The place for fixies and other rides without gears
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My apologies in advance as I have posted s a similar post in the Repco appreciation thread. I was told that what I wanted to do to this bike may not be in the spirit of aprreciation!!:)
I would also like to go into little more detail here.
I have just bought an old early 80's Repco Traveller off ebay . I was after an old bike, with a view to using it to learn how things tick bike-wise, learning a few skills (without practicing on my good bike), and figured a good starting point would be to try to turn a bike into a single speed. I could buy a single speed for a few hundred doallrs, but that isn tthe point, i wanted to learn, and do it myself and figured this owuld be a good place to start.
I began by taking it to pieces, using some trial and error and lot of Google and Youtube. It all went really well and quicker than I expected. You beauty I thought, this is easier than I thought!
I have started stripping the paint off the frame, as the paintwork was razzed. The bike is pretty rusty and in a bad way generally, but I purposely wanted a rustbucket so i could have the satisfaction of bringing it back to life. Ive been polishing up all the shiny bits and they look fantastic. Its very exciting to see them get so clean.
Anyway a few things I have discovered:
- Its bl**dy heavy!
- I can't remove the big chainring and use the smaller one, like in all the nice simple youtube vids because it is attached to the crank.
- The wheels are not 700C as advertised by the seller but are old steel 27 inch ones, so the bargain discount tyres I just bought from Ribble to chuck on wont fit!(who knew there was such a size)
- it has a freewheel and not a cassette, which I discovered when trying to remove it with a cassette removal tool.
Ive picked the brain of a nice guy selling vintage bike bits on ebay and he tells me I cannot convert the bike into a single speed unless I buy a new rear wheel. So i have come to a crossroads in what I want to do with the bike.
I'm kind of torn about how I want to proceed with this as for one thing, I know they arent worth anything and were somewhat of an el cheapo bike even back in the day, so can I justify the expense of the things I want to do??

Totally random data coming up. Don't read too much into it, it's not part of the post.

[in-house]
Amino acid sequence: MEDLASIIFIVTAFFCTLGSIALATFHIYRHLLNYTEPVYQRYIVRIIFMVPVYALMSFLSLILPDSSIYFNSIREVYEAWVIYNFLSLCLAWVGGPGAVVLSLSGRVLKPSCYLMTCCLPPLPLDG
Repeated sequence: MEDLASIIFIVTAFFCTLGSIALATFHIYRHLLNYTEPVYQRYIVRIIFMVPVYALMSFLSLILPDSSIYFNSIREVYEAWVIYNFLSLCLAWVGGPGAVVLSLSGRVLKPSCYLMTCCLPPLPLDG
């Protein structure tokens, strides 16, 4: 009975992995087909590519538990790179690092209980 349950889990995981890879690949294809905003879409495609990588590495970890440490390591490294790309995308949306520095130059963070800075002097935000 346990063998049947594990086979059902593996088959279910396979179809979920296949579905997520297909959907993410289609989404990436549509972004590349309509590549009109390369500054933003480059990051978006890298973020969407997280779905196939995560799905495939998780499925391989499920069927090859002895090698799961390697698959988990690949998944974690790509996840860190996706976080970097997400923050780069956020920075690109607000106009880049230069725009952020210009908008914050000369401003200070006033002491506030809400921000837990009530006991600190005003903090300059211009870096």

On one hand I'd really like to keep it retro looking. On the other hand I could replace heaps of stuff and make it a lot lighter.
1. One way to go would be just to quietly overhaul all the old bits and pieces and put them back on the bike and retain it in its original condition as a geared bike, then sell it. I have 3 geared bikes and I dont need another.
2. Or do i simply buy a new wheel (or wheels), and retain all the other bits as is? (even the crank arms by themselves are heavy, but I like the way they look). However will this option make riding it as a single speed pure hell due to the weight? And what about the issue of being forced to use the big chainring? will this also cause an unnecessary amount of huffin and puffing. I live in the inner west of sydney and there a few little hills about.
3. Or do I replace a whole bunch of stuff? Like, can I put modern cranks and bottom bracket on this baby? How do I know what will and wont fit? i.e. the BB recess in the frame, connecting with the BB, connecting with the cranks.
4.A fellow on the repco appreciation forum said I can convert my existing wheel, and descibed some method which flew completely over my head. It was called a "suicide hub". But I figure anythiung with "suicide" in its name can't be good!! He advised me to ditch the steel wheels anyway and find a set of alloy 27" wheels, and to replace other bits an pieces like cranks, stem and handlebars to shed the weight.
Any advice appreciated!
If you want to convert it to a single speed you need to remove the freewheel and then replace this with a BMX single-speed freewheel.
However, you could also complain to ebay that the item did not fit the description and get a return/refund.
Assuming that you stick with the conversion, you will want to dispense with the steel wheels and replace them with an alloy set. You can get either 700C or 27". You can do the single-speed conversion.
Another option to consider is a single-speed with a coaster brake rear hub. (Pedal backwards and you've got another brake!)
Thanks for your reply.
I cant really complain to ebay now as the bike is in a million pieces!!
Would a BMX freewheel fit straight on? Ive read a bit on forums and other people are saying it needs some lockring or lock nut? (Or I totally have the wrong end of the stick)
At this stage I am considering just putitng it back together as it was for the exercise/learning experience and either getting rid of it, or proceeding with the conversion thingy at a later date. I am so far off being able to reassemble the thing anyway (I'm still stripping paint off frame), so will have plenty of time to think about it.
I dont think that 700C wheels will fit in any case. I got the disembodied fork and tried to slot it onto a 700 wheel, to see if the brake calipers would still reach and the forks were too narrow to go on the wheel - unless I was doing something extremely stupidly wrong (it was late at night)